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I recently bought a big, honking new computer monitor. Over the last year I’ve grown accustomed to writing and working on my 13″ MacBook Pro, but I recently felt the urge to pony up for the new 27″ screen—more than double the screen real estate on my laptop.
And holy cow, what a difference.
Productivity is inherently difficult to quantify. Especially when knowledge work is involved, it’s much more of an art than a science. For example, it might feel effortless to write while using the bigger screen, but what if the words are crap? (The Gettysburg address was, after all, only 272 words!) But I have noticed that the extra real estate has made me more efficient at a lot of the tasks that used to feel cramped—like moving information around, cross-referencing documents, reading long research studies, and more. And I’m not the only one who feels this way.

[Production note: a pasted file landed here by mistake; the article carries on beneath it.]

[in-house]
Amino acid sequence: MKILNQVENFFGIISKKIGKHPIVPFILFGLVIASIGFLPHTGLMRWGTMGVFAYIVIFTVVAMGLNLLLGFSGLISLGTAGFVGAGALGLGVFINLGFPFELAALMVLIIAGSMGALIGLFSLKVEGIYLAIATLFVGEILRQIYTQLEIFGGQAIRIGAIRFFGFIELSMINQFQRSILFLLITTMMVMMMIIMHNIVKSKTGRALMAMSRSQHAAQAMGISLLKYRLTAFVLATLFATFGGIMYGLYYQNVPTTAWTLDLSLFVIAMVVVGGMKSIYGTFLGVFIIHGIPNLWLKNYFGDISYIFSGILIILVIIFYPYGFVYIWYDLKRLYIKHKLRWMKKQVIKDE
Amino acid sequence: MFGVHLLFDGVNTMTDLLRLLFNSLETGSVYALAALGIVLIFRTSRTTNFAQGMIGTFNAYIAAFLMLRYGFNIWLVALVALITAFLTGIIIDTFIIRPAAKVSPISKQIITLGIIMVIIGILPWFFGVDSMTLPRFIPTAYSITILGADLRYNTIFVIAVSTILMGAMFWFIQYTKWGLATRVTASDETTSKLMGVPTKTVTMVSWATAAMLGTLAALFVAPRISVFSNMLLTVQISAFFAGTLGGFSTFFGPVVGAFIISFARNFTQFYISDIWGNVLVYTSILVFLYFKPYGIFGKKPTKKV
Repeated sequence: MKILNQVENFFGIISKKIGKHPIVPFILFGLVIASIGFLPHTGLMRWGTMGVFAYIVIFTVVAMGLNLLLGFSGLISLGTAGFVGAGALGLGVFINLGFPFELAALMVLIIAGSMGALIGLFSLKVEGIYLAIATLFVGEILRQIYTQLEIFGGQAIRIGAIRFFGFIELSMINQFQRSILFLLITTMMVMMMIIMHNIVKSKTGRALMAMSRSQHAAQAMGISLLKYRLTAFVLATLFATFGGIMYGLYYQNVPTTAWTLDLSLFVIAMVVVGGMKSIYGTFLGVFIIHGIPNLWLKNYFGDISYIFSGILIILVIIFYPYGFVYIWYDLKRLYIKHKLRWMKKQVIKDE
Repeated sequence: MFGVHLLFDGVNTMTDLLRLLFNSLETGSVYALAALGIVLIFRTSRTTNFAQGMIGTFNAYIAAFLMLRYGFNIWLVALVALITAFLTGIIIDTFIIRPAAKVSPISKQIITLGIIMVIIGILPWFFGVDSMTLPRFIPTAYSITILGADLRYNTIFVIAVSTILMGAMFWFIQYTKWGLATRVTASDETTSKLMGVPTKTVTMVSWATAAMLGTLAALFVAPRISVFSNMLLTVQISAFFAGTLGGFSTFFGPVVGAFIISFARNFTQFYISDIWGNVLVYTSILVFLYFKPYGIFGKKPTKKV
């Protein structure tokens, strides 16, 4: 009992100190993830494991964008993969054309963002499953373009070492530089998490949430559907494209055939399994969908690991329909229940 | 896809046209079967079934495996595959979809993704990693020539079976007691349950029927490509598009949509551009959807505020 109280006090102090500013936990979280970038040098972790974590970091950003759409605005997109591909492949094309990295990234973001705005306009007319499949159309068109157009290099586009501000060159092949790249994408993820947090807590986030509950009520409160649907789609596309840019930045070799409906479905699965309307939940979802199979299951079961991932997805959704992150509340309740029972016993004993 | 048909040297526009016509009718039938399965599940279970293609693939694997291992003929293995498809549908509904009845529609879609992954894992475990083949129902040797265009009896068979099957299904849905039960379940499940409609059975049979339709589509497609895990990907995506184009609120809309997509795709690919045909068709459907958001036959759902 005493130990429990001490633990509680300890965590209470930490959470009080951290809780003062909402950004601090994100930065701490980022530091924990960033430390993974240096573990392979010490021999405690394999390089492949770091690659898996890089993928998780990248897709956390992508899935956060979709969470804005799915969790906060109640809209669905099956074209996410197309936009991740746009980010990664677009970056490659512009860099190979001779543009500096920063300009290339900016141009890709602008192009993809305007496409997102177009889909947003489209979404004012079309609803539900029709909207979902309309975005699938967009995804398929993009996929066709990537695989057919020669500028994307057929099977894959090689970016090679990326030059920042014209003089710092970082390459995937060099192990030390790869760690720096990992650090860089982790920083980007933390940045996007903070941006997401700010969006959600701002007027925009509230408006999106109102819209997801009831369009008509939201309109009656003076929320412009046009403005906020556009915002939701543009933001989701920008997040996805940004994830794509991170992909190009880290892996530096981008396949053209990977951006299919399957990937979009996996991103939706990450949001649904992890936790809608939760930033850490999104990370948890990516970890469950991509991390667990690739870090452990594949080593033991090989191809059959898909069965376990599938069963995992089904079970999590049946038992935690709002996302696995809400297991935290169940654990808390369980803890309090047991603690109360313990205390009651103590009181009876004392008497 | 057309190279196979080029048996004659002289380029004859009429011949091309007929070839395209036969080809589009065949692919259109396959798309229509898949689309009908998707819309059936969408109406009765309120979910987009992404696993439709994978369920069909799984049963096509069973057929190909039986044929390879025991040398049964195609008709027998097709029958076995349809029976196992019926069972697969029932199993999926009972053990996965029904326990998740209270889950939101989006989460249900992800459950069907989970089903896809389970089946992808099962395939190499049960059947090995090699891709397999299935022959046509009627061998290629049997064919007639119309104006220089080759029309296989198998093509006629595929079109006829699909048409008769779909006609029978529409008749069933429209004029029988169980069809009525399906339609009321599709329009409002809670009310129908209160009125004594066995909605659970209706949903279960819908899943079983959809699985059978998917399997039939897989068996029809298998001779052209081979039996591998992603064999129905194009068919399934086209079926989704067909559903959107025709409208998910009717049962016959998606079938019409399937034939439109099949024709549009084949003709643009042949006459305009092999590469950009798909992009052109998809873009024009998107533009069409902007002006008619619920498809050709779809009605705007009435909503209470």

According to Microsoft, increasing how much screen real estate you have—whether by buying a bigger monitor, or by using two screens instead of one—is a surefire way to become more productive. The company has found that users are at least 9% more productive with a bigger monitor—while that may sound like a small number, that is equivalent to 45 minutes of improved productivity over the course of an eight hour day. (They discovered a 50% improvement in productivity in some users, but that figure only measured the speed of simple tasks like copying and pasting.)1
If your job involves a lot of computer work, picking up a larger, or second monitor may be worth it.
A bigger screen may not make you better at your job—but if you need the space, it will probably make you more efficient.